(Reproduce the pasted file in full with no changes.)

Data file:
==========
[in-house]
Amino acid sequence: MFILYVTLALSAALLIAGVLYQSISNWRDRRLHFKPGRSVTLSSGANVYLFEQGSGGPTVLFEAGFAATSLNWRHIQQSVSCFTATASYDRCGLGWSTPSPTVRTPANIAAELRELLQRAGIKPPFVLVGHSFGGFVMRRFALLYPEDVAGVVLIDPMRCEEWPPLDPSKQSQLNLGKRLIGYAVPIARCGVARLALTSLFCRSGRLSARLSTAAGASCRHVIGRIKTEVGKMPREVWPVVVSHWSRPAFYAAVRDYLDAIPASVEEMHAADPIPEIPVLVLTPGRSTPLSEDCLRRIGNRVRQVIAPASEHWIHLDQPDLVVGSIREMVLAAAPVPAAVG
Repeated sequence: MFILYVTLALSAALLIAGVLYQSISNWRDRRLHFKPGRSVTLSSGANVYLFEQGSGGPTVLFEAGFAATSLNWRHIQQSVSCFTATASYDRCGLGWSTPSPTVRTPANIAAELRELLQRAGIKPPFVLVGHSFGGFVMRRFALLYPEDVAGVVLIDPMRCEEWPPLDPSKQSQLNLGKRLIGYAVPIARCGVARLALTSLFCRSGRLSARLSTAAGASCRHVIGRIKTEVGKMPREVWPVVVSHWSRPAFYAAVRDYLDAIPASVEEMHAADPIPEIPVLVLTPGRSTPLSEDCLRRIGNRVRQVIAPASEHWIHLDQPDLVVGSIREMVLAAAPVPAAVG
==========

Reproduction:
[in-house]
Amino acid sequence: MFILYVTLALSAALLIAGVLYQSISNWRDRRLHFKPGRSVTLSSGANVYLFEQGSGGPTVLFEAGFAATSLNWRHIQQSVSCFTATASYDRCGLGWSTPSPTVRTPANIAAELRELLQRAGIKPPFVLVGHSFGGFVMRRFALLYPEDVAGVVLIDPMRCEEWPPLDPSKQSQLNLGKRLIGYAVPIARCGVARLALTSLFCRSGRLSARLSTAAGASCRHVIGRIKTEVGKMPREVWPVVVSHWSRPAFYAAVRDYLDAIPASVEEMHAADPIPEIPVLVLTPGRSTPLSEDCLRRIGNRVRQVIAPASEHWIHLDQPDLVVGSIREMVLAAAPVPAAVG
Repeated sequence: MFILYVTLALSAALLIAGVLYQSISNWRDRRLHFKPGRSVTLSSGANVYLFEQGSGGPTVLFEAGFAATSLNWRHIQQSVSCFTATASYDRCGLGWSTPSPTVRTPANIAAELRELLQRAGIKPPFVLVGHSFGGFVMRRFALLYPEDVAGVVLIDPMRCEEWPPLDPSKQSQLNLGKRLIGYAVPIARCGVARLALTSLFCRSGRLSARLSTAAGASCRHVIGRIKTEVGKMPREVWPVVVSHWSRPAFYAAVRDYLDAIPASVEEMHAADPIPEIPVLVLTPGRSTPLSEDCLRRIGNRVRQVIAPASEHWIHLDQPDLVVGSIREMVLAAAPVPAAVG